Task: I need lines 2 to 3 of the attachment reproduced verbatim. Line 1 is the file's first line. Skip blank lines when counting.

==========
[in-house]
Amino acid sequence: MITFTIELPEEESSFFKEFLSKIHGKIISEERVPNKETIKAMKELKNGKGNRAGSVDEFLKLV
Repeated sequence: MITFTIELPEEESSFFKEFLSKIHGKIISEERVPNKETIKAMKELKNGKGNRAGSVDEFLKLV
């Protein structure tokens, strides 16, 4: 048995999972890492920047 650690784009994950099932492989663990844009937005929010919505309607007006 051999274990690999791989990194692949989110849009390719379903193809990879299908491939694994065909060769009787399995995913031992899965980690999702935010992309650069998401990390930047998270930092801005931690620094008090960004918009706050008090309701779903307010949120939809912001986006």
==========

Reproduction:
Amino acid sequence: MITFTIELPEEESSFFKEFLSKIHGKIISEERVPNKETIKAMKELKNGKGNRAGSVDEFLKLV
Repeated sequence: MITFTIELPEEESSFFKEFLSKIHGKIISEERVPNKETIKAMKELKNGKGNRAGSVDEFLKLV